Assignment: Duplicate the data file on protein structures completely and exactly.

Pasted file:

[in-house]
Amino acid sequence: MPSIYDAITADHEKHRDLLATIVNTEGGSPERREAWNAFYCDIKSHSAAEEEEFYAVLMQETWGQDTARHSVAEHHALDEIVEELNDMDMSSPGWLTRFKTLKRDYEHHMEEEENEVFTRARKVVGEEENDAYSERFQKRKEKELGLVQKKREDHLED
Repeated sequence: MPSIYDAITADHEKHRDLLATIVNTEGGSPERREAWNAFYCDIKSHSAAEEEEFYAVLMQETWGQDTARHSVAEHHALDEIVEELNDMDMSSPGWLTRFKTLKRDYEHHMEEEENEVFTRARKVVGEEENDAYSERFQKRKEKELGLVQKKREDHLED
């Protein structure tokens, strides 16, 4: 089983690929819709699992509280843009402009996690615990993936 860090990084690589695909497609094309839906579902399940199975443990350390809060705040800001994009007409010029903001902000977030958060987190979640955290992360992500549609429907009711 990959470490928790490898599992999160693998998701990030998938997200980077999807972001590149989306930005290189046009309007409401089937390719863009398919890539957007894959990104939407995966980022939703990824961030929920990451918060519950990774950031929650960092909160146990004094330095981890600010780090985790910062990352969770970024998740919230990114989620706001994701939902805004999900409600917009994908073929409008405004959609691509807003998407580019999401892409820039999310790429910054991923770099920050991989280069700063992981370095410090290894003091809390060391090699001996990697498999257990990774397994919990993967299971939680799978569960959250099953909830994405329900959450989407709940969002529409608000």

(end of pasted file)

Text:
[in-house]
Amino acid sequence: MPSIYDAITADHEKHRDLLATIVNTEGGSPERREAWNAFYCDIKSHSAAEEEEFYAVLMQETWGQDTARHSVAEHHALDEIVEELNDMDMSSPGWLTRFKTLKRDYEHHMEEEENEVFTRARKVVGEEENDAYSERFQKRKEKELGLVQKKREDHLED
Repeated sequence: MPSIYDAITADHEKHRDLLATIVNTEGGSPERREAWNAFYCDIKSHSAAEEEEFYAVLMQETWGQDTARHSVAEHHALDEIVEELNDMDMSSPGWLTRFKTLKRDYEHHMEEEENEVFTRARKVVGEEENDAYSERFQKRKEKELGLVQKKREDHLED
């Protein structure tokens, strides 16, 4: 089983690929819709699992509280843009402009996690615990993936 860090990084690589695909497609094309839906579902399940199975443990350390809060705040800001994009007409010029903001902000977030958060987190979640955290992360992500549609429907009711 990959470490928790490898599992999160693998998701990030998938997200980077999807972001590149989306930005290189046009309007409401089937390719863009398919890539957007894959990104939407995966980022939703990824961030929920990451918060519950990774950031929650960092909160146990004094330095981890600010780090985790910062990352969770970024998740919230990114989620706001994701939902805004999900409600917009994908073929409008405004959609691509807003998407580019999401892409820039999310790429910054991923770099920050991989280069700063992981370095410090290894003091809390060391090699001996990697498999257990990774397994919990993967299971939680799978569960959250099953909830994405329900959450989407709940969002529409608000």